Looking For a Few Good Men

While the budding Corps of Discovery plans the expedition near St. Louis, William Clark grades the recruits

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In June 1803, President Thomas Jefferson directed Meriwether Lewis to find a second in command for the coming expedition, someone who could take over if Lewis were killed or incapacitated along the way. But rather than pick a deputy, Lewis offered to share leadership with his former superior William Clark.

Clark's Army career had begun in 1789 when he was 19 years old; by 1795 he had attained the rank of captain—with Ensign Meriwether Lewis under his command. The next year, Clark resigned his commission to help his older brother George straighten out his financial affairs in Indiana. It was there, on July 16, 1803, that he received Lewis' letter inviting him to become co-commander of Jefferson's scientific mission. When Clark's commission came through (after the expedition was under way), Lewis discovered that the War Department had made Clark a second lieutenant rather than captain. Lewis was furious; he told Clark he would address and treat him as a captain and keep the lower rank secret from the men.

In January 1804, the expedition was getting organized at Camp Dubois, the winter quarters established at the mouth of the Missouri River. Clark's journal of events at Camp Dubois provides the only known account of winter's preparations before the expedition got under way, in May 1804. Clark's notebooks were found in a St. Paul, Minnesota, attic among a Civil War general's papers in 1953. By January, the expedition included more than 40 men, many of whom were unused to military discipline. They were cold, bored and frequently disorderly:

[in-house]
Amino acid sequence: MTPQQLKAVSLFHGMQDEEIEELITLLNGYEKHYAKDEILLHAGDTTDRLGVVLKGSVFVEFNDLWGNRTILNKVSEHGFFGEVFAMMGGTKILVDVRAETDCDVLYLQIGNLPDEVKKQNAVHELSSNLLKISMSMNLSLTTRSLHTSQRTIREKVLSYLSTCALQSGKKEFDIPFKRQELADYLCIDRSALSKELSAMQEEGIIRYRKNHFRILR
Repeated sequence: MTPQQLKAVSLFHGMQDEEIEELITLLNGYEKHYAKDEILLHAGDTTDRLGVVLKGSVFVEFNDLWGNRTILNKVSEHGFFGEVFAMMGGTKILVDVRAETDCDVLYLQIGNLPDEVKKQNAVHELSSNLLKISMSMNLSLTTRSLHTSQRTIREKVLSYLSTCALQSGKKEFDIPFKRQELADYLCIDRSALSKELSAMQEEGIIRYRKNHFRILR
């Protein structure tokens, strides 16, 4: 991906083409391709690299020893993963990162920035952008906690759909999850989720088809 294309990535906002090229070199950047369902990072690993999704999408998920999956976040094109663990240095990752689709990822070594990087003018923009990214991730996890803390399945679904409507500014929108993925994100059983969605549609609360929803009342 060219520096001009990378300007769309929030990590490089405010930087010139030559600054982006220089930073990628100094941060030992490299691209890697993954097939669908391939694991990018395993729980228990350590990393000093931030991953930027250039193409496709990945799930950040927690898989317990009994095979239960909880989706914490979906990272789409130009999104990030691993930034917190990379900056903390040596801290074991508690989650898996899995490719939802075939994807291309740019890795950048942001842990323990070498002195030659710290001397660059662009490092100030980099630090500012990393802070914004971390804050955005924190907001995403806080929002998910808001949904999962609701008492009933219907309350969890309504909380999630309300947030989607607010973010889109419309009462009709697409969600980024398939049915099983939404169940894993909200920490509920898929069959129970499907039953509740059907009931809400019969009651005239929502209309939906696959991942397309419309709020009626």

Jany 6th I was up last night at 12 to right the Boat....I order in those men who had fought got Drunk & neglected Duty to go and build a hut for a Wo[man] who promises to wash &Sow &c

Tuesday 10th....at 1 oClock Joseph Fields returned & crossed the River between the Sheets of floating Ice with Some risque, his excuse for Staying so long on the Mississippi were that the Ice run so thick in the Missourie where he was 30 miles up that there was no crossing....

Wednesday 11th Jany. I was unwell last night Slept but little, A fine morning, the river still riseing, The Missourie runs with fine Ice, the Boat is afloat, one man McNeal [lost] out last night, he Sepperated from the hunting party about 7 miles from this place, he returnd this evening. Sjt Ordday was also lost all night....

Sunday 15th Jany....at Sun Set Maj Rumsay the Comsy arrived with Some provisions in a waggon Mr. Todd, Seven or Eight men followd the Waggon Intoxicated from the Whiskey they receced....

Friday 20th 1804 Jany....The river Mississipi raised & some [of] the Ice formed above the Missouris broke Loose & floted down, this Ice is 9 Inches Thick....


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